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Dean’s Message

Getting the Word Out

Published in spring 2013


Dean Cyrus C. Taylor. Photo by Daniel Milner.

Dean Cyrus C. Taylor. Photo by Daniel Milner.

Here at Case Western Reserve, we have had a very lively spring. The campus was filled with visitors—thousands of prospective students and their families. During our open house events, we made sure that everyone interested in the College of Arts and Sciences had the chance to speak with members of our faculty, who conveyed their enthusiasm for the exciting work that goes on here. I am delighted to say that these one-on-one interactions, in concert with our other recruitment efforts, yielded exactly the results we had hoped for.

This year we had the privilege of selecting students from the largest and most qualified applicant pool in our history. We are getting the word out about the outstanding educational opportunities the university has to offer. As a result, Case Western Reserve has become very attractive to many of the nation’s most talented undergraduates.

For me, it was a special privilege to speak with students and their families this spring. I emphasized that in the College of Arts and Sciences, research and education are complementary endeavors, not competing ones. I noted that members of our faculty receive a disproportionate share of the university’s awards for teaching and mentoring, and that students in every department are flourishing under their guidance.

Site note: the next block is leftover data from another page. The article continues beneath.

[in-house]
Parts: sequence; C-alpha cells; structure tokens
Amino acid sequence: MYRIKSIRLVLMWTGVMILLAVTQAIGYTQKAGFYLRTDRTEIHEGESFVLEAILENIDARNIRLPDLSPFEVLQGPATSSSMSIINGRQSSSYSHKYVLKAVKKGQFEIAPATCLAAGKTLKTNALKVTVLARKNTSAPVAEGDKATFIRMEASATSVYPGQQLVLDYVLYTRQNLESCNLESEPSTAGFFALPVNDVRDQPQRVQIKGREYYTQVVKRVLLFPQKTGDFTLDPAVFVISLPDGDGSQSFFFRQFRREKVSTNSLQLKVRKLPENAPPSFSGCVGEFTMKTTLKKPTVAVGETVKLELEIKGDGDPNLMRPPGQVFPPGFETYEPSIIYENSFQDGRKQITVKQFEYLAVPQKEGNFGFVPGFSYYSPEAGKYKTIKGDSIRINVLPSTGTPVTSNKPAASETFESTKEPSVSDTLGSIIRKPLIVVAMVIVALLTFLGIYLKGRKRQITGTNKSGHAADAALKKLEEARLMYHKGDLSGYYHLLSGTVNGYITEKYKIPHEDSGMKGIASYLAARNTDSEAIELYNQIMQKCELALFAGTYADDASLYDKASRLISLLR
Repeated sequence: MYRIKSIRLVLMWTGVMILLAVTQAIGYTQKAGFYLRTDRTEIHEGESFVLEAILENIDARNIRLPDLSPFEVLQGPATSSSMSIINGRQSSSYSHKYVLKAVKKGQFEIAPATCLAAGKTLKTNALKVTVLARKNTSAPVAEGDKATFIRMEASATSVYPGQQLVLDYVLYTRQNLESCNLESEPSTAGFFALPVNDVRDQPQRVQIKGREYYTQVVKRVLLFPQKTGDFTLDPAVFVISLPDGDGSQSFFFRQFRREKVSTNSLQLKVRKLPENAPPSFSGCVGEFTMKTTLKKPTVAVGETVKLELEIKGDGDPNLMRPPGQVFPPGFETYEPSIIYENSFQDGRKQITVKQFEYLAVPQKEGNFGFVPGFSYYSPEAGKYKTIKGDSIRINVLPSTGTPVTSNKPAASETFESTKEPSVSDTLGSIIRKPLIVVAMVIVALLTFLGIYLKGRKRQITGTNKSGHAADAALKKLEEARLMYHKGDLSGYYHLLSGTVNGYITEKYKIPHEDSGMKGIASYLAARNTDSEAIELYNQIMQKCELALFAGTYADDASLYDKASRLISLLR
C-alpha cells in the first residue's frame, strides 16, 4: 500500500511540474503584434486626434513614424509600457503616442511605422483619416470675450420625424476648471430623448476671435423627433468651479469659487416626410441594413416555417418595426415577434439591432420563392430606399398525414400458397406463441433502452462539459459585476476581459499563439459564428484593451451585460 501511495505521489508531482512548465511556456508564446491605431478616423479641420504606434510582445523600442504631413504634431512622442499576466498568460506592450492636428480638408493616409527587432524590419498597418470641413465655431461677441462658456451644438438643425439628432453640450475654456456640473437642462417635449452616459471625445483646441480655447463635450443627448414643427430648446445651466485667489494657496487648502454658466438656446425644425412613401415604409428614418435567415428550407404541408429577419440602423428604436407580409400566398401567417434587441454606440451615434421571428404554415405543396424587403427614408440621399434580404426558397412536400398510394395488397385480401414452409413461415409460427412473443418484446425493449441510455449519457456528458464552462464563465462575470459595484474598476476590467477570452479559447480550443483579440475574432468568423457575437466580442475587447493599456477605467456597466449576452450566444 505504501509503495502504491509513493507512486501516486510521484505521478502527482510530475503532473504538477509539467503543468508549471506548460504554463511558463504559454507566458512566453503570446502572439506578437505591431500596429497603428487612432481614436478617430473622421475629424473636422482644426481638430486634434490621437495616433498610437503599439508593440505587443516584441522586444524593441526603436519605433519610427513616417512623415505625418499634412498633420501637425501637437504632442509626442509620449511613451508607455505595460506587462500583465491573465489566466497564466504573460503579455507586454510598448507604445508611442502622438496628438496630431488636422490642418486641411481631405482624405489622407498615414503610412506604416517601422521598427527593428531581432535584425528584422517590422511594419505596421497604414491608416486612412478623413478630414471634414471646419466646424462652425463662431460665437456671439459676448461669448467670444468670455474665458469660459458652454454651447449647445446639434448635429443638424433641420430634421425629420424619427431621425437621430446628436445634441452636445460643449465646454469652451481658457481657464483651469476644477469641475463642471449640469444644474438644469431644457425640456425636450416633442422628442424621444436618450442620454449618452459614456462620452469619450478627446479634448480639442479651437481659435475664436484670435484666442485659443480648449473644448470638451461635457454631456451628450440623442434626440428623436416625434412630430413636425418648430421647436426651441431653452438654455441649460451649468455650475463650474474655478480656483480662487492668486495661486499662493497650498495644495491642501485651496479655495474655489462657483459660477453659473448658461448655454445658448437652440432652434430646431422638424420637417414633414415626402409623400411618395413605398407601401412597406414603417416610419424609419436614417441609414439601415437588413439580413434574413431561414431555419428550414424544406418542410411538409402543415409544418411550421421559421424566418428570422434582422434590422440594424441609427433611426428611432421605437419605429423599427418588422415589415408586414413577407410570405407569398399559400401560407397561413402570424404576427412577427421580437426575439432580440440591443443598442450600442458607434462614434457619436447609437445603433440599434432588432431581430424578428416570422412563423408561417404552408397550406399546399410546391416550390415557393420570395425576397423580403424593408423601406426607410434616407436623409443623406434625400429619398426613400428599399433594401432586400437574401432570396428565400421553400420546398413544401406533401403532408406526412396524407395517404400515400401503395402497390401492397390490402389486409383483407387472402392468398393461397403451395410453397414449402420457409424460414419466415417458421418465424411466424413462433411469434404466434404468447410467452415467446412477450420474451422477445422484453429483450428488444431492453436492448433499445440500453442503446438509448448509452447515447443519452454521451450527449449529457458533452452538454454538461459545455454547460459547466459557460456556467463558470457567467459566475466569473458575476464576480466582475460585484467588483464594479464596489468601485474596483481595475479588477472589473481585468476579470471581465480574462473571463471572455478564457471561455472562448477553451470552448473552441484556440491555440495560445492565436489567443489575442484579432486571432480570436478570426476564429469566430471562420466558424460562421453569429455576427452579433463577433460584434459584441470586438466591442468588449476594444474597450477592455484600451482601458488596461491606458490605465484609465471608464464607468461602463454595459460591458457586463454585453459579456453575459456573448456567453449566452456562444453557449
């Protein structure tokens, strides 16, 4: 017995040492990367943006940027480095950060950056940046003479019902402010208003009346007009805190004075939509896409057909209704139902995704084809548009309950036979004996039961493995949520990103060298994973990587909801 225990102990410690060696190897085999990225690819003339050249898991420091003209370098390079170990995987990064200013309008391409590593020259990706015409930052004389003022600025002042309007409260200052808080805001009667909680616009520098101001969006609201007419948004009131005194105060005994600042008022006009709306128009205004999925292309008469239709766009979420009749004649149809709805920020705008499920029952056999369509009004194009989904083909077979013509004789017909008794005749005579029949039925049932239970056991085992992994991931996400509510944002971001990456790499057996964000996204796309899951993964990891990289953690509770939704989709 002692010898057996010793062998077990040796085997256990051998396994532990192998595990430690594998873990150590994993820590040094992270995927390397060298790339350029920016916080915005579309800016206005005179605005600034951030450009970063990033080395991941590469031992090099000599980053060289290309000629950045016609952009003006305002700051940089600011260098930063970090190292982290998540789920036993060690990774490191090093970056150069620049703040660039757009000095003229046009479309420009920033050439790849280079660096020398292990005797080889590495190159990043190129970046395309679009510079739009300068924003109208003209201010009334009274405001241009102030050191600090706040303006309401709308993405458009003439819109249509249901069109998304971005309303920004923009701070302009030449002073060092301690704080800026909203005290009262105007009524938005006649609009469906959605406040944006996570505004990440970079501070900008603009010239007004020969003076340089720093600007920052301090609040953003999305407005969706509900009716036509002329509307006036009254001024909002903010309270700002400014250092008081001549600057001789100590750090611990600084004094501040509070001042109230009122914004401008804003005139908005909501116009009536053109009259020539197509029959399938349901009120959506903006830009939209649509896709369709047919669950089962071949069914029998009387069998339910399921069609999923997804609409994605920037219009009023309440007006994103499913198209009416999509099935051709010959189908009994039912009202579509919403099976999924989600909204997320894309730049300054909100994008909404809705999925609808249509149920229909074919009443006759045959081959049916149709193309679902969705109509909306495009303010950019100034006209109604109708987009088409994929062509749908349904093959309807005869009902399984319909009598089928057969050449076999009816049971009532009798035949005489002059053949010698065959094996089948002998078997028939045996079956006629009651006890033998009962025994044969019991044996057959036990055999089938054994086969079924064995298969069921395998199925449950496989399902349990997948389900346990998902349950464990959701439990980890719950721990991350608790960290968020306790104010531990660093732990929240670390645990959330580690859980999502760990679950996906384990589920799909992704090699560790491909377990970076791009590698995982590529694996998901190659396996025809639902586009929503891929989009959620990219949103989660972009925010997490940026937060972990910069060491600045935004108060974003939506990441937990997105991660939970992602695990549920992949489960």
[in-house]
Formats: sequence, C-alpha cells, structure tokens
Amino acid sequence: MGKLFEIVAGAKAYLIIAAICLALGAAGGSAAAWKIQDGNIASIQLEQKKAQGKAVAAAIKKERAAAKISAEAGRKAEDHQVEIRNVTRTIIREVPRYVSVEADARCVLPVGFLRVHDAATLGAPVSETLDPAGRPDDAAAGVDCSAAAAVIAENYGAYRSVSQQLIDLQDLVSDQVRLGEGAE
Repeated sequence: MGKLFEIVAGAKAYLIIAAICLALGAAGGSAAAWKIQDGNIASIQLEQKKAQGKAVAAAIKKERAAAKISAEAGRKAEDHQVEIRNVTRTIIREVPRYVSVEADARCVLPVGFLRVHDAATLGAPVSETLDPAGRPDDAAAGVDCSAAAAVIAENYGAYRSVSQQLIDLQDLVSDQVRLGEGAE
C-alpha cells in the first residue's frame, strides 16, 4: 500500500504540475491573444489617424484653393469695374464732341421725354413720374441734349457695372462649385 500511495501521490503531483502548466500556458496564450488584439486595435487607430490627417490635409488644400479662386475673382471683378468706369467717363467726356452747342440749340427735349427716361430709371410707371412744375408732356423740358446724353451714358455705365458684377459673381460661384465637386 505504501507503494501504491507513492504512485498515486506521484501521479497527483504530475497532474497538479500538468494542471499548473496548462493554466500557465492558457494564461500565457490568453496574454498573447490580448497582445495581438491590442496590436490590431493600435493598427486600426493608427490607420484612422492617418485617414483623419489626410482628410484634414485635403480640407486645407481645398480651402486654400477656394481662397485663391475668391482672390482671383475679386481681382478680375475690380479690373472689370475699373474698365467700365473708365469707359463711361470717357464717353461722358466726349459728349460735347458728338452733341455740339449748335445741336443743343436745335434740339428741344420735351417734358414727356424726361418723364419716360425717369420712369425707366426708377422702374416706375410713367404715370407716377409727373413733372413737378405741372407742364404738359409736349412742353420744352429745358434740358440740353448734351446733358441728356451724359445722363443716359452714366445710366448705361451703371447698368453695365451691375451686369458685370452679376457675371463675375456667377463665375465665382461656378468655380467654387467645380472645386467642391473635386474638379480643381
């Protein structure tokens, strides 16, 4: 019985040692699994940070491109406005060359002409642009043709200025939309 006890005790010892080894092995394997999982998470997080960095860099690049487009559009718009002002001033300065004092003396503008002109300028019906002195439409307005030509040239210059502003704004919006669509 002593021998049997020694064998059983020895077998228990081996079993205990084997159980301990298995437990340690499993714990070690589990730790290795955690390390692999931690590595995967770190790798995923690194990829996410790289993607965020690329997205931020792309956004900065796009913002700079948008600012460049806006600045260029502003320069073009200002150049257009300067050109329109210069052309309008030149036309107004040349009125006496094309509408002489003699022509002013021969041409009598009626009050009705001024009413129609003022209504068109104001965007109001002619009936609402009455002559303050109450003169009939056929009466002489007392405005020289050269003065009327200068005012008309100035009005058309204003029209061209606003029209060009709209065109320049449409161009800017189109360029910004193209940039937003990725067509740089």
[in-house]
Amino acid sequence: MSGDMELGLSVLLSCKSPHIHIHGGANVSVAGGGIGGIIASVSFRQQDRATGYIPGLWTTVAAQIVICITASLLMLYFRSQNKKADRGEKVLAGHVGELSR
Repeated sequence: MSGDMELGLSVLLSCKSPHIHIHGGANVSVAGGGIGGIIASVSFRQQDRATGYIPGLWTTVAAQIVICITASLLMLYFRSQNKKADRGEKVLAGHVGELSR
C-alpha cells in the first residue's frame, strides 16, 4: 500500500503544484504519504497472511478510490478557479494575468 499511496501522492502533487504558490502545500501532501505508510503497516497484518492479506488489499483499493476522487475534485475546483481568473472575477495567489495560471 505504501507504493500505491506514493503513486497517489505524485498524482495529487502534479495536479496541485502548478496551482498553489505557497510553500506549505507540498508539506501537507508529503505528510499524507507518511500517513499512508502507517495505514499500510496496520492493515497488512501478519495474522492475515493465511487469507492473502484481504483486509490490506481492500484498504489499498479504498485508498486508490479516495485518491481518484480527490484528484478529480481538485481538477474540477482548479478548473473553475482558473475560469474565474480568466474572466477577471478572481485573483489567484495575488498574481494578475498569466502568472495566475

This issue of art/sci proves my point. In our feature stories, you will meet faculty members in music, mathematics and dance who share an extraordinary commitment to working with students and promoting their success.

Great teachers live on the memories and achievements of their students. I was reminded of this after we published, in our last issue, a profile of Frank Ryan, who joined the mathematics faculty at Case Institute of Technology in 1967 while playing as a star quarterback for the Cleveland Browns. It was wonderful to hear from alumni who had studied with Ryan and who remembered his courses so vividly.

Joseph N. Craig (CIT ’69) recalled that whatever injuries Ryan sustained during a Sunday afternoon game, he always arrived to teach his class early Monday morning. His students benefited from his dedication. “In my advanced studies in physics,” Craig wrote, “the complex variable theory that I learned while at Case helped me with the even more difficult and complex math to come.”

I know that other alumni have stories to tell about teachers who helped you move forward and quite possibly changed your lives. Please share those stories with us by writing to I trust that all of you share my pride in the remarkable faculty and students who are building on the college’s traditions of excellence.


Cyrus C. Taylor

Dean and Albert A. Michelson Professor in Physics


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